I’ve picked out those two cases in particular because both are introduced in terms implying their metropolitan typicality. The title of ch 9 implies that Todgers’s and its environs are representative of the town as a whole, an impression explicitly reinforced in the opening paragraph, where ‘surely London…[is] qualified to be on terms of close relationship and alliance with hundreds and thousands of the odd family to which Todgers’s belonged’ (131). The district in question is the City, the tightly packed square mile within the remains of the old Roman walls, and we note that already in this opening paragraph, the built environment is treated as an aggressively anthropomorphic force ‘which hemmed Todgers’s round, and hustled it, and crushed it, and stuck its brick-and-mortar elbows into it…’. This leads straight on to the account of strangers driven to distraction in ‘those devious mazes’ and never finding their way even if they ask for it: ‘Nobody had ever found Todgers’s on a verbal direction, though given within a minute’s walk of it…T’s was in a labyrinth, whereof the mystery was known but to a chosen few’. This general account has already been borne out in the previous chapter in the particular case of the arrival of Pecksniff & co at the coach terminus in a dense fog — ‘as if it were a city in the clouds’ in which ‘they might as well have been playing blindman’s buff’ (127) — and the frantic confusion of the walk to Todgers’s (even though Pecksniff is not a stranger there). We’ve seen earlier writers warn of the dangers of being led astray by tricksters in London’s darker streets; here, one feels the labyrinthine neighbourhood itself to be a malignly deceptive force. This impression is further developed in the passage known as ‘the view from Todgers’ (133-4) since Dorothy van Ghent’s celebrated article on it 67 years ago. As Patricia Ingham’s commentary in the Penguin Intro shows, the viewer is immediately struck by the ‘long dark path’ of the Monument’s shadow’ across a wilderness of smoke and noise; then becomes aware of inanimate objects whispering conspiratorially and appearing ‘to be maliciously holding themselves askew, that they might shut the prospect out and baffle T’s’; and then overwhelmed by a crescendo of tumult and an apparently vast thickening and expansion of the host of objects, he or she retires panic-stricken with a sensation of vertigo. I would add that the language describing the inauspicious start to this viewing experience, in which the would-be observer is first stunned by bashing his head on the exit door and then ‘choaked’ by the kitchen chimney, parodies the kind of criminal assault that visitors to London had always been warned about. Also worthy of note with regard to the viewer’s rapid withdrawal to avoid ‘com[ing] into the street by the shortest cut: that is to say, head-foremost’, is a then topical concern about just such an outcome focused on the Monument. Nathan Pope’s 1987 article cited in our Penguin edition shows that the Monument had become notorious for suicides — ‘so notorious that just a month or so before the first number of MC appeared, an iron cage was built at the top to prevent more people from throwing themselves off’. Several recent victims had been young women, just the sort of tragic case Dickens would take a close personal interest in. One such occurred in 1839, when Dickens and family were in Broadstairs. He wrote to Forster: ‘What a strange thing it is that all sorts of fine things happen in London when I’m away. I almost blame myself for the death of that poor girl who leaped off the Monument — she would never have done it if I had been in town’ (18/9/39). The most recent case in 1842 was shrouded in mystery; the victim was again a young woman, but this time the act of suicide was completely inexplicable. Perhaps she, as the viewer from Todgers’s was in danger of doing, had just given up the ghost when faced by the sinister labyrinth laid out endlessly below her. For the contemporary audience, then, the Monument and its shadow would reinforce the atmosphere of morbidity and gloom evoked more directly by the ghostly little churchyards, where ‘paralysed old watchmen guarded the bodies of the dead at night’, and the former mansions converted into warehouses ‘with an air of palpable deadness about them’ (132). These, together with the ‘queer old taverns that had a drowsy and secret existence’, patronised by ‘ancient inhabitants…much opposed to steam and all new-fangled ways’ (133), represent an obsolescent form of commerce. But as we’ll see, more vigorously pursued business can lead to ‘palpable deadness’ as well.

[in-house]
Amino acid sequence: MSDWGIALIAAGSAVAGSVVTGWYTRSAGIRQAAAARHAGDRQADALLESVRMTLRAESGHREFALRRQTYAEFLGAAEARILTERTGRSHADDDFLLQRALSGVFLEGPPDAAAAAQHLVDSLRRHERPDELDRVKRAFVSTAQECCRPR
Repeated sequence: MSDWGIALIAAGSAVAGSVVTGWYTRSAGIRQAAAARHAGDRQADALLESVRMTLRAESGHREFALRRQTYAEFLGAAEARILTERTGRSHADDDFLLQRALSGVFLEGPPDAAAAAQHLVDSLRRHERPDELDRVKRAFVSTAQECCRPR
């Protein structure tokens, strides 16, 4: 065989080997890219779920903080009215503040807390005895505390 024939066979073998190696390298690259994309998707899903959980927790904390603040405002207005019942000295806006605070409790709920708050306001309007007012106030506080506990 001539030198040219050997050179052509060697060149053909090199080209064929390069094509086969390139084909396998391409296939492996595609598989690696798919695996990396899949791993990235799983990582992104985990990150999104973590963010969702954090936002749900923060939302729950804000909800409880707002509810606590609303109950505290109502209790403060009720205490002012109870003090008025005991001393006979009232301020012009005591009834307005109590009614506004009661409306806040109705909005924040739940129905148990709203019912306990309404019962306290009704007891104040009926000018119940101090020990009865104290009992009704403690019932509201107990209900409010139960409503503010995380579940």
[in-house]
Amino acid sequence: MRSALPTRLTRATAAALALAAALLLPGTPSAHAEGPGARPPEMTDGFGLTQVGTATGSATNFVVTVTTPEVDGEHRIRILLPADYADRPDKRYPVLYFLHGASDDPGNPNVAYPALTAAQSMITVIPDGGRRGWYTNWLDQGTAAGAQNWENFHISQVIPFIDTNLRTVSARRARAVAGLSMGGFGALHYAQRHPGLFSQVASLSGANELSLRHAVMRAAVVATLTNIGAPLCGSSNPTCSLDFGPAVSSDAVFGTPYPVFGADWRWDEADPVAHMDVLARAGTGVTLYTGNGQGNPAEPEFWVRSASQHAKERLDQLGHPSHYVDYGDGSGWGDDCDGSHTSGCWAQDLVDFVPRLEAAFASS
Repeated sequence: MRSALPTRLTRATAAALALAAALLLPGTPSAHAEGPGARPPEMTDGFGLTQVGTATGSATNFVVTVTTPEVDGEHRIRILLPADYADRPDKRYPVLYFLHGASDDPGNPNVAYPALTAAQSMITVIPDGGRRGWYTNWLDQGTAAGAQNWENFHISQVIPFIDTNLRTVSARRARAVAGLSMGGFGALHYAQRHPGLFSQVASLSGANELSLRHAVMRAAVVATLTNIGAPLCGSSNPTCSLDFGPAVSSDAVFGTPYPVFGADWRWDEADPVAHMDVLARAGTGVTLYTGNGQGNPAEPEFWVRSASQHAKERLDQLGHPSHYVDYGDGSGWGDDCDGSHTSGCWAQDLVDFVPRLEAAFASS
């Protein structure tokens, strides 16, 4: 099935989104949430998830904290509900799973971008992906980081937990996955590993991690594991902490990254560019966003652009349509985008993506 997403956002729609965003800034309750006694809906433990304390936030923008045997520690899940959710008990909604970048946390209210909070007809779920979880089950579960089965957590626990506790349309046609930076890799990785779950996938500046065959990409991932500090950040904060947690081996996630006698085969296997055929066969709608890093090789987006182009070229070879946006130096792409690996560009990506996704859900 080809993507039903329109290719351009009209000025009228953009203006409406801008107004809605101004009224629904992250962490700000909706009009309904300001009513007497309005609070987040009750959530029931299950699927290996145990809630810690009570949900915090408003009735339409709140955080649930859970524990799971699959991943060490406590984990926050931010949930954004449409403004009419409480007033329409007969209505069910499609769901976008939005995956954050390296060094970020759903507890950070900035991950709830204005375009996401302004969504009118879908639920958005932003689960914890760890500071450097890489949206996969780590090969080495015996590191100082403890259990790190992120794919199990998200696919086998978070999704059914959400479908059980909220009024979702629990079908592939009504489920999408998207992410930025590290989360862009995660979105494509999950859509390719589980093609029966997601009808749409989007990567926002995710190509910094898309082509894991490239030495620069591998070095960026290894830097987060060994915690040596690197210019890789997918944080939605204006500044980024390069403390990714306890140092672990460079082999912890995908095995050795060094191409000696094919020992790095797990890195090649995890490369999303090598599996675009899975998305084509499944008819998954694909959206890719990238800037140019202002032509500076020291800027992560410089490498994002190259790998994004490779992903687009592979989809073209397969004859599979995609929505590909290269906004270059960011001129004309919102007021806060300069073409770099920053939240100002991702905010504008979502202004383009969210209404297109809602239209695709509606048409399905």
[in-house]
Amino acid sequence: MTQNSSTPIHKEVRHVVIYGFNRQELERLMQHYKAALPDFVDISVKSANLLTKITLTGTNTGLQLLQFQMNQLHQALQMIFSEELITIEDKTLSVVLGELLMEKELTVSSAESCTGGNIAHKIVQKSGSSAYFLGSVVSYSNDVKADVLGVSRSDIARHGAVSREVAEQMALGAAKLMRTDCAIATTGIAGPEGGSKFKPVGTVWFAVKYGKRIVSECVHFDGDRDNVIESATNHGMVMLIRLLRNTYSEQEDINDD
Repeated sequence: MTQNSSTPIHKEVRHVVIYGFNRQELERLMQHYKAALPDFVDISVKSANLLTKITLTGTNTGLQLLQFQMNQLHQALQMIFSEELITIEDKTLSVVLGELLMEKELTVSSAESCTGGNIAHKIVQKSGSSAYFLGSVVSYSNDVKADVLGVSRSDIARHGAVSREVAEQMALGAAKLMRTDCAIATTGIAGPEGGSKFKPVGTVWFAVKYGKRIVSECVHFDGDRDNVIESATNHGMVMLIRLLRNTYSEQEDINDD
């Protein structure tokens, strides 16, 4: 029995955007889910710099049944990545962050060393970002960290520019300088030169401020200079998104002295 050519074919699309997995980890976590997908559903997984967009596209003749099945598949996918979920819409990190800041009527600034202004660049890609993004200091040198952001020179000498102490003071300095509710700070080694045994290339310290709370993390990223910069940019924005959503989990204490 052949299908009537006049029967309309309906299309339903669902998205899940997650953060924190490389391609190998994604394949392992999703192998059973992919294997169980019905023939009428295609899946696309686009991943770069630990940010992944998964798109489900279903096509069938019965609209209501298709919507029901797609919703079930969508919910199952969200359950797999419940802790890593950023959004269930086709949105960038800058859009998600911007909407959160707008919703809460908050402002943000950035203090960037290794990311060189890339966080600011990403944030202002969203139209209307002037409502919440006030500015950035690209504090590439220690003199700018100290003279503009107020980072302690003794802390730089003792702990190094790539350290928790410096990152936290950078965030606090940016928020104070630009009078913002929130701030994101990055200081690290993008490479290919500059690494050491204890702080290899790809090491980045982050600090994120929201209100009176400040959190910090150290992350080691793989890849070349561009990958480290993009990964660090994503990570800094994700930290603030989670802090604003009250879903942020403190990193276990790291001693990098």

As for Todgers’s itself, the physical character of this ‘very dingy edifice’, its interior ‘very black, begrimed and mouldy’ (128), is entirely in keeping with its surroundings. But as a functioning commercial boarding establishment, its clientele almost entirely comprising single men under the age of forty, it appears somewhat less moribund. And as the very first establishment we encounter in London, it’s a fitting introduction to the city’s culture and values, which, more than in any previous Dickens novel, are essentially commercial [as argued, e.g., by H.M. Daleski in Dickens and the Art of Analogy (1970). Apart from the Monument, where the man taking the money gloats about how many steps there are: ‘It’s worth twice the money to stop here’ (p.546), the only public building mentioned in the whole novel is the stock exchange. One of the major symptoms of the city’s business culture is the extent to which almost all its practitioners are at best equivocal figures, deviously two-faced (at least) or with shifting identities. The first one we meet, Mrs Todgers, greets the Pecksniff daughters ‘with affection beaming in one eye, and calculation shining out of the other’(130). We soon find that she handles her clients in a similar way, and in the scene (still in ch 9) where the Pecksniffs pay Ruth Pinch a condescending visit at the dreadful brass and copper founder’s mansion, Mrs T is equivocation incarnate, preserving ‘a kind of genteel grimness, suitable to any state of mind, and involving any shade of opinion’ (138). There are far worse characters in MC than Mrs T, but you only have to compare her with her roughly rural equivalent, Mrs Lupin, to recognise the taint of metropolitan commerce.